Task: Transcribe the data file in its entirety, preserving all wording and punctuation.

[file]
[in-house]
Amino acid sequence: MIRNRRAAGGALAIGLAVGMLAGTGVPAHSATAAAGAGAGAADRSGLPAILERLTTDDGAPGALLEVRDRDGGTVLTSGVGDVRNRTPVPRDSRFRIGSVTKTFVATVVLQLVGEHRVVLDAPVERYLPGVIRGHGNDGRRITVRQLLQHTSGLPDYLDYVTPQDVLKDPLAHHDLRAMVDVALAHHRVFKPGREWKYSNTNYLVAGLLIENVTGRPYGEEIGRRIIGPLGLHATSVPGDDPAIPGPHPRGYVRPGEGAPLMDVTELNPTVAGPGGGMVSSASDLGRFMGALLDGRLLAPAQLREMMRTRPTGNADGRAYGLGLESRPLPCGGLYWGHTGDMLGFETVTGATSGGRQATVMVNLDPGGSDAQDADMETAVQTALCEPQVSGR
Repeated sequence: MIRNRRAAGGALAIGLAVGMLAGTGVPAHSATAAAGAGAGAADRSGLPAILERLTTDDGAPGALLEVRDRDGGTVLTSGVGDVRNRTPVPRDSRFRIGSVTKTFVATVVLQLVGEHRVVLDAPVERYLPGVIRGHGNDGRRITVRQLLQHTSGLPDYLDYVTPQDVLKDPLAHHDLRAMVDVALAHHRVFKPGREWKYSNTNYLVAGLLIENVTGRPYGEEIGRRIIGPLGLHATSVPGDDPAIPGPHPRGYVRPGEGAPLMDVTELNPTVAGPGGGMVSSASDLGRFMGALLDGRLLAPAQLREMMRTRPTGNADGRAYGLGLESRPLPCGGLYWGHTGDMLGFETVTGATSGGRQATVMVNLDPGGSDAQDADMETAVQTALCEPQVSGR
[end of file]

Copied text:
[in-house]
Amino acid sequence: MIRNRRAAGGALAIGLAVGMLAGTGVPAHSATAAAGAGAGAADRSGLPAILERLTTDDGAPGALLEVRDRDGGTVLTSGVGDVRNRTPVPRDSRFRIGSVTKTFVATVVLQLVGEHRVVLDAPVERYLPGVIRGHGNDGRRITVRQLLQHTSGLPDYLDYVTPQDVLKDPLAHHDLRAMVDVALAHHRVFKPGREWKYSNTNYLVAGLLIENVTGRPYGEEIGRRIIGPLGLHATSVPGDDPAIPGPHPRGYVRPGEGAPLMDVTELNPTVAGPGGGMVSSASDLGRFMGALLDGRLLAPAQLREMMRTRPTGNADGRAYGLGLESRPLPCGGLYWGHTGDMLGFETVTGATSGGRQATVMVNLDPGGSDAQDADMETAVQTALCEPQVSGR
Repeated sequence: MIRNRRAAGGALAIGLAVGMLAGTGVPAHSATAAAGAGAGAADRSGLPAILERLTTDDGAPGALLEVRDRDGGTVLTSGVGDVRNRTPVPRDSRFRIGSVTKTFVATVVLQLVGEHRVVLDAPVERYLPGVIRGHGNDGRRITVRQLLQHTSGLPDYLDYVTPQDVLKDPLAHHDLRAMVDVALAHHRVFKPGREWKYSNTNYLVAGLLIENVTGRPYGEEIGRRIIGPLGLHATSVPGDDPAIPGPHPRGYVRPGEGAPLMDVTELNPTVAGPGGGMVSSASDLGRFMGALLDGRLLAPAQLREMMRTRPTGNADGRAYGLGLESRPLPCGGLYWGHTGDMLGFETVTGATSGGRQATVMVNLDPGGSDAQDADMETAVQTALCEPQVSGR